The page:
These assistance seminars for Medicare Part D enrollment are sponsored by Serving Health Insurance Needs of Elders (SHINE):
Collier County events:
■Oct. 24, Wednesday, 9:30 a.m.-1:30 p.m., Emmanuel Lutheran Church, 777 Mooring Line Drive, Naples.
■Oct. 26, Friday, 9:30 a.m.-12:30 p.m., Roberts Center, 905 Roberts Ave., Immokalee.
■Nov. 8, Thursday, 9:30 a.m.-1:30 p.m., Golden Gate Community Center, 4701 Golden Gate Parkway, Naples.
■Nov. 13, Tuesday, 10 a.m.-1:30 p.m., East Naples Community Center, 3500 Thomasson Drive, Naples.
■Nov. 14, Wednesday, 9:30 a.m.-1:30 p.m., Marco Lutheran Church, 525 North Collier Blvd., Marco Island.
Lee County events
■Nov. 5, Monday, 10 a.m. to 3 p.m., Zion Lutheran Church, 7401 Winkler Road, Fort Myers.
■Nov. 6, Tuesday, 10 a.m. to 3 p.m., Center for Independent Living, 7011 Cypress Terrace, Suite 103, Fort Myers.
■Nov. 7, Wednesday, 10 a.m.-3 p.m., Peace Lutheran Church, 15840 McGregor Blvd., Fort Myers.
__ For additional information, call the SeniorChoices of Southwest Florida at the elder help line at 866-413-5337
NAPLES — Fall has arrived and that means senior citizens must think about their health and the medications they take.
Open enrollment for Medicare Part D begins Oct. 15 and ends Dec. 7 for seniors to select or change their prescription drug plan for coverage that takes effect Jan. 1, 2013.
Even if seniors are happy with their current drug plan, AARP and the Florida Department of Elder Affairs recommends they review their current plan against next year's offerings. That's because out-of-pocket expenses and covered medications may be different. In addition, some plans may no longer be available.
Nationwide, 31.5 million seniors are enrolled in Medicare Part D plans, according to the Kaiser Family Foundation. Overall Medicare enrollment is nearly 50 million seniors nationwide, with 3.4 million beneficiaries living in Florida.
A recent national survey shows nine out of 10 seniors are happy with their drug plans, and overall satisfaction has increased since the subsidized prescription drug program began in 2006. That's based on 2,363 seniors who took part in a telephone survey in early September by the consumer-focused Medicare Today and the national research group, KRC Research.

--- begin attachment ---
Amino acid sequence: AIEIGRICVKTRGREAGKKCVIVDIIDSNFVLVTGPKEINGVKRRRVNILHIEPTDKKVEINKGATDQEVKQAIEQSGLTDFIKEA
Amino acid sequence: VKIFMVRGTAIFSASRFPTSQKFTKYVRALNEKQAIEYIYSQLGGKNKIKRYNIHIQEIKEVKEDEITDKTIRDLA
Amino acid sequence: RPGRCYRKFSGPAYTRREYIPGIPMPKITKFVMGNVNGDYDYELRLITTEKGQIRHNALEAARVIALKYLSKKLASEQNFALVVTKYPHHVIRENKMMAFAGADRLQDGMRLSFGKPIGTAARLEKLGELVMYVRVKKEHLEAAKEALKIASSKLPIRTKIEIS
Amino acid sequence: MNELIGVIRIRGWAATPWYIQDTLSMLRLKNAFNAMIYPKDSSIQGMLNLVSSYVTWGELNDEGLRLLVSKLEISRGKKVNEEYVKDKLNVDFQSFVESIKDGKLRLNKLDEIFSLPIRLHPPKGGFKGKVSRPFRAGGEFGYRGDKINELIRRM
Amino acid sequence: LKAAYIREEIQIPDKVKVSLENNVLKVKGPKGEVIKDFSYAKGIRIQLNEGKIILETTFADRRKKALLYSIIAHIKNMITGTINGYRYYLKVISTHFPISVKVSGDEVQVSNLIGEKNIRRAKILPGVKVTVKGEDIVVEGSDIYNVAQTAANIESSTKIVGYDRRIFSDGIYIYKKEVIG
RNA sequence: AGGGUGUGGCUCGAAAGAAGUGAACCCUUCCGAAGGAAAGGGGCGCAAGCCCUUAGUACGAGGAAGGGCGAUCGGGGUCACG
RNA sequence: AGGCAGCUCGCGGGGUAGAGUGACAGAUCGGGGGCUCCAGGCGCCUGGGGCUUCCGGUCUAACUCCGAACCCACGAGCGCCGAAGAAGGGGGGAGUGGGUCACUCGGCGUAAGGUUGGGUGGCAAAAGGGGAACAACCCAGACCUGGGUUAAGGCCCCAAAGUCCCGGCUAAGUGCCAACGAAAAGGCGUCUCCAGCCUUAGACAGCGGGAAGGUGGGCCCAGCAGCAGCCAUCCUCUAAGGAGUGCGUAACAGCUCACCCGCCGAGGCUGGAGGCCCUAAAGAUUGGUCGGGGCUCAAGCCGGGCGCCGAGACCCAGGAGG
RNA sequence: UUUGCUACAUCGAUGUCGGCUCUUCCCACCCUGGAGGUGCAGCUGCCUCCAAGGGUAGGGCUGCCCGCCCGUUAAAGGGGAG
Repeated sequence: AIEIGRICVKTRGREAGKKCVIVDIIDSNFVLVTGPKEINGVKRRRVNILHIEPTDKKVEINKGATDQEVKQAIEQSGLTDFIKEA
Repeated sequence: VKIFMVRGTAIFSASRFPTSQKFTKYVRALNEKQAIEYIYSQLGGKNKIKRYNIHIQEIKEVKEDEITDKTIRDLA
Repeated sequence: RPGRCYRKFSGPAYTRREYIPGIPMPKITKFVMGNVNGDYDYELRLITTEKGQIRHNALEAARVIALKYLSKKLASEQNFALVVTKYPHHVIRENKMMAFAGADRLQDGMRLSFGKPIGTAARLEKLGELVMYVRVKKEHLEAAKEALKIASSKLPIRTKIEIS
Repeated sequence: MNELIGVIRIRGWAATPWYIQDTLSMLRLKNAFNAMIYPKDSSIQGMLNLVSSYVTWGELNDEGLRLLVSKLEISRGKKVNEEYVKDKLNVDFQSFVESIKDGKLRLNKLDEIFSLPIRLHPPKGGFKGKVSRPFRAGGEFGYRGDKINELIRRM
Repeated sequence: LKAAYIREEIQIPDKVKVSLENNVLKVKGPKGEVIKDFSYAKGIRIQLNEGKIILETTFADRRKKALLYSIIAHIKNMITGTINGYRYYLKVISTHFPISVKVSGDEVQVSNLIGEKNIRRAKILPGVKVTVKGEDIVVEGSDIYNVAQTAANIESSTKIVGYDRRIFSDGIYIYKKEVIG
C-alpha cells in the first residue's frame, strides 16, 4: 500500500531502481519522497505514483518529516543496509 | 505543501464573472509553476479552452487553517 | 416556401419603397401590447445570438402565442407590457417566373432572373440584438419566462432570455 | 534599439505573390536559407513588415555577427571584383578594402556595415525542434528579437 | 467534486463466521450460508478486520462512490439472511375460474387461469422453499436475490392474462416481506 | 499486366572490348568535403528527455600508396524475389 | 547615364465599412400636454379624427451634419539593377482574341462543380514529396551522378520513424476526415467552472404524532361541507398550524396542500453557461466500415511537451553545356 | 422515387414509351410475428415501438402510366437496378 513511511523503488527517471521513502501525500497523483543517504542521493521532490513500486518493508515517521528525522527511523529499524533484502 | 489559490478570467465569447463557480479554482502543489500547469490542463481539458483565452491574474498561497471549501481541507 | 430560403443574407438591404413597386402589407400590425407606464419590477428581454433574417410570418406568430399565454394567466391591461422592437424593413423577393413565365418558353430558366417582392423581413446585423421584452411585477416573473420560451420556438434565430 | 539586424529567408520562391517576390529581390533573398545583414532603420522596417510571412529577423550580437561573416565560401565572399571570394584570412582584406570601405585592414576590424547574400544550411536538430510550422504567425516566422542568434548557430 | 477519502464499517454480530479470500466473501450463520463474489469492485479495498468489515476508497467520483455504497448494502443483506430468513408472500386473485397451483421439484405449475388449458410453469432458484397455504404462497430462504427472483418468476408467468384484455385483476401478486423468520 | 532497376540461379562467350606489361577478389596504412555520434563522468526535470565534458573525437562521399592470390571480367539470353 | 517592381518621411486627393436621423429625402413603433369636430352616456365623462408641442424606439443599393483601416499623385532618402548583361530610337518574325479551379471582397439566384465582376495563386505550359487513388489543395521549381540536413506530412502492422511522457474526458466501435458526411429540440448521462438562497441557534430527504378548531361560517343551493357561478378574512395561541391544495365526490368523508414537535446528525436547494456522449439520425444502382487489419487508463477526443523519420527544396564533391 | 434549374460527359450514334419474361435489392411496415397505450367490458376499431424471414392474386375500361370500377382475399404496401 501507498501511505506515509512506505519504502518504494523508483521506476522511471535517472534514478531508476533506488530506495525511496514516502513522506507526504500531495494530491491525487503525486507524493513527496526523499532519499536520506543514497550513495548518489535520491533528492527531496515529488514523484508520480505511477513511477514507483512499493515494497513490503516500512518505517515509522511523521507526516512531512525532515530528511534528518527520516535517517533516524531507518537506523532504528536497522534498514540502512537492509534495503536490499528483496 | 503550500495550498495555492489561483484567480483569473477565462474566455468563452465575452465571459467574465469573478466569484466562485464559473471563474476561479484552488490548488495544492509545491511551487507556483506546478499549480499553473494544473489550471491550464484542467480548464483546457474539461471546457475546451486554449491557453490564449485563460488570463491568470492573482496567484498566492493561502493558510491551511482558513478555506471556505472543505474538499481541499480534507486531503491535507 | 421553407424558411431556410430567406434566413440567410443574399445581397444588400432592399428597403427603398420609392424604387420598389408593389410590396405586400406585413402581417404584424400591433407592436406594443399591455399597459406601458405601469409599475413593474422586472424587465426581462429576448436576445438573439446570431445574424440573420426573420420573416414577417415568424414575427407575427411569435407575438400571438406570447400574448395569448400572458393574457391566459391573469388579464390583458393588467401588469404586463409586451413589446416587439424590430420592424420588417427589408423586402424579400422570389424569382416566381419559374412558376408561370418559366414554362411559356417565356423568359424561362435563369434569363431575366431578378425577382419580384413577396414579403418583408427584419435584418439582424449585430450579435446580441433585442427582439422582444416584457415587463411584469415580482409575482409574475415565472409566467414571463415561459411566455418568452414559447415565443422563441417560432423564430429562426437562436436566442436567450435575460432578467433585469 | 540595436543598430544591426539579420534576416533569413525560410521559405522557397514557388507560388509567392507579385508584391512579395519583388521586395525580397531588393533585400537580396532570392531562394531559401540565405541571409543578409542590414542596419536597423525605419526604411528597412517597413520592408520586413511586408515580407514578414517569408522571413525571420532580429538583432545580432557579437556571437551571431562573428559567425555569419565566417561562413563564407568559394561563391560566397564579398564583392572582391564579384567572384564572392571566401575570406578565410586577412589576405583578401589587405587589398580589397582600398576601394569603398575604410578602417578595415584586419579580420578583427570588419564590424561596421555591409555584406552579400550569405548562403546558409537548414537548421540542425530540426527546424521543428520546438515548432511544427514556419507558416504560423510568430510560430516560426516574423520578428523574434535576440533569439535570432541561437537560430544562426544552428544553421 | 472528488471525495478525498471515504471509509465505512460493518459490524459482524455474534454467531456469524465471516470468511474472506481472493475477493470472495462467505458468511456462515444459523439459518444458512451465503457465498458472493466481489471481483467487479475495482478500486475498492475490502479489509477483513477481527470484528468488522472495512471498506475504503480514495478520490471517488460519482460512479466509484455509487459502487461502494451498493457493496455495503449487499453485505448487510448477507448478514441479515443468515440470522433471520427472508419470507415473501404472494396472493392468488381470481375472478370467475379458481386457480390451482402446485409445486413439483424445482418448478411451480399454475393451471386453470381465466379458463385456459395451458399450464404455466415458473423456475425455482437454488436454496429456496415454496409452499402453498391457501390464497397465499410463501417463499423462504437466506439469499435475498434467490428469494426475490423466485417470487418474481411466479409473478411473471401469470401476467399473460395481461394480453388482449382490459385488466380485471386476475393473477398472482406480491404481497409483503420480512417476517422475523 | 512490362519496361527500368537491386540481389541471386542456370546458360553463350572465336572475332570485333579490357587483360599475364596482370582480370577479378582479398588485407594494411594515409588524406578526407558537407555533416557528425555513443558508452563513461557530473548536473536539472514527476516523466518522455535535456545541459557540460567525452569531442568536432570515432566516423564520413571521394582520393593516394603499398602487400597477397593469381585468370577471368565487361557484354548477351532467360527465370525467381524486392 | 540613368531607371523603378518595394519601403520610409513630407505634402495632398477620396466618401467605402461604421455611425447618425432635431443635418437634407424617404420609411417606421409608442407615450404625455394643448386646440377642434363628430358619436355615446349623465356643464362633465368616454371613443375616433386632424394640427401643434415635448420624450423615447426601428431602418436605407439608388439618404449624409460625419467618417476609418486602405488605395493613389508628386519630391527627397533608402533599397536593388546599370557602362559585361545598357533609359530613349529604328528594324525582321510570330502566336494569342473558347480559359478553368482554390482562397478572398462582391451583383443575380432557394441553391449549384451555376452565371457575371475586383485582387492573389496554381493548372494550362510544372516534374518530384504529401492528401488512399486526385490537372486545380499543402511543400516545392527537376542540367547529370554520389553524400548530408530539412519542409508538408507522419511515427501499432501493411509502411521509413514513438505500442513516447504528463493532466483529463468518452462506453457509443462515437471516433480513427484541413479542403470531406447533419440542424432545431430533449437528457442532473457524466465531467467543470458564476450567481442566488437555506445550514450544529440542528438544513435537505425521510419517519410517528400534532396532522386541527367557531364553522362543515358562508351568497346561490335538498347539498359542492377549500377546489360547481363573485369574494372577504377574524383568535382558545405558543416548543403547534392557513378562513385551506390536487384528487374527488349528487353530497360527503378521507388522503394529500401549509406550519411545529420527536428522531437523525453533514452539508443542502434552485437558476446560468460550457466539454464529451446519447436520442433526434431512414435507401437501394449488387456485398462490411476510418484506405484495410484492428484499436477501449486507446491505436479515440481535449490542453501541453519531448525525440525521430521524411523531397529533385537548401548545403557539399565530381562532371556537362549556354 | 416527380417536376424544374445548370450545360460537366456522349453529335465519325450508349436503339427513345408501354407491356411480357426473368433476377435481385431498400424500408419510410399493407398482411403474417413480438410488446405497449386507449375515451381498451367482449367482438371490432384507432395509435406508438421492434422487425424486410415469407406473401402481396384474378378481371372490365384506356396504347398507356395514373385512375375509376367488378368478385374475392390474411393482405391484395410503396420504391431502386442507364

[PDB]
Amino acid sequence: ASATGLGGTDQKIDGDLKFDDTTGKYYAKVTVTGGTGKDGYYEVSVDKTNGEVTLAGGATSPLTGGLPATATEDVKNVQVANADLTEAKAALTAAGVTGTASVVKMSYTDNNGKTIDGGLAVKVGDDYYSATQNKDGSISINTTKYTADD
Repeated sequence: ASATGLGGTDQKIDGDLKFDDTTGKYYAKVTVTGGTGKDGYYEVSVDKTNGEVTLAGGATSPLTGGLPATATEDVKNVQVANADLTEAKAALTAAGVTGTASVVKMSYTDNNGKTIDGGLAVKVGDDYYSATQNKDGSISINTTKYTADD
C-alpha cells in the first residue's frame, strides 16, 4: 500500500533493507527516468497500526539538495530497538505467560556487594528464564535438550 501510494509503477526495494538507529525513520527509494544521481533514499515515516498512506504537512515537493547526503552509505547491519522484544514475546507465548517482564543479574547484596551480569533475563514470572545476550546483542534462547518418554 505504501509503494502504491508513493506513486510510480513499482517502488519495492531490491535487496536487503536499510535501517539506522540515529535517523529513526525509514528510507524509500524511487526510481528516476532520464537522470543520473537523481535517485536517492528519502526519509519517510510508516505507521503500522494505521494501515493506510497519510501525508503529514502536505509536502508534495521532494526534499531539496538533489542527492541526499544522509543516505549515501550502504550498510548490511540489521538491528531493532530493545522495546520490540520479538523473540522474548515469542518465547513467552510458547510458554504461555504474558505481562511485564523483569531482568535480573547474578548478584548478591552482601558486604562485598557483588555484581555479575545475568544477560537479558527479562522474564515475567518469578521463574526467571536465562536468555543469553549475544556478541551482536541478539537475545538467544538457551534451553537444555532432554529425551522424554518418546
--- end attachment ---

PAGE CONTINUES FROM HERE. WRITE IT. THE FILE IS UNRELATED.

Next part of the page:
Naples resident Sandy and Al Maggiacomo reflect the sentiment of the survey. She said they used to purchase two heart medications from Canadian programs to save money but since her husband, now 83, enrolled in a Part D plan in 2006, they spend less and said good-bye to the Canadian option.
"I think it is absolutely fabulous," she said. "And now we don't have to go out of the country."
During open enrollment every fall, she turns to assistance offered by Serving Health Insurance Needs of Elders (SHINE) through the state elder affairs department.
A volunteer will review a senior's medications and examine the different plans to find a good fit. Several SHINE help sessions are scheduled in Lee and Collier counties in the coming weeks.
"They usually give you about three alternatives," Maggiacomo said, adding that she couldn't do the analysis on her own. "I think it would be beyond comprehension."
In years past, SHINE volunteers statewide have helped 33,000 seniors select and sign up for drug plans, said Stephanie Hoffman, a program liaison in Fort Myers. "SHINE counselors help clients go through a benefits checkup."
More than 250 seniors in Collier and Lee will be automatically enrolled in new plans if they don't make the decision themselves by Dec. 7, according to elder affairs spokeswoman Andrea Gary. That's because their current plans won't be offered in 2013.
For next year, Florida seniors will have 35 stand-alone Part D plans to choose from, two more options than this year. In addition, a number of Medicare Advantage managed-care plans with drug coverage is available.
With stand-alone drug plans, the maximum allowable deductible next year will increase by $5 to $325. The initial coverage limit will increase by $40 to $2,970.
That means after total spending by a senior and his or her plan reaches $2,970, the coverage gap known as the "doughnut hole" begins. At that point, the senior will pay 100 percent for medications and will exit the coverage gap when the amount spent reaches $4,750.
In 2010, about 3.8 million seniors nationwide who reached the doughnut hole received a $250 rebate from the federal government after passage of the Patient Protection and Affordable Care Act. Another measure began in 2011 to reduce what they pay for generics during the coverage gap. Next year they will pay less for brand-name drugs when they are in the doughnut hole.
For next year, the lowest monthly premium available in Florida in a stand-alone plan will be $15 through United Healthcare and its AARP MedicareRx Saver Plus plan, which has the $325 deductible.
The next lowest premium is $18.50 through Humana Walmart-Preferred Rx with the same deductible. Both plans don't offer coverage during the doughnut hole.
The costliest plan with a zero deductible and coverage of all generics in the doughnut hole is priced at $127 a month with BlueMedicare Rx.
A favorite with Collier County seniors is the Humana Walmart plan with the $15 a month premium, said Hallie Devlin, the SHINE coordinator in Collier.
"It's very popular with people who have few or no medications and for (low-income) people who qualify for federal assistance because they don't pay any premium," she said.
But that could change because United Healthcare's AARP MedicareRx Saver Plus will be available for the first time in Collier with the $15 premium.
"I don't know whether people will switch," she said. "People coming on new (to Part D) will probably be attracted to it."
Overall, Devlin said she doesn't see any drastic changes between what's available this year and what will be offered for next year.
"I'd say the plans are about the same for 2013 as 2012," she said. "The premiums do not appear to have changed significantly."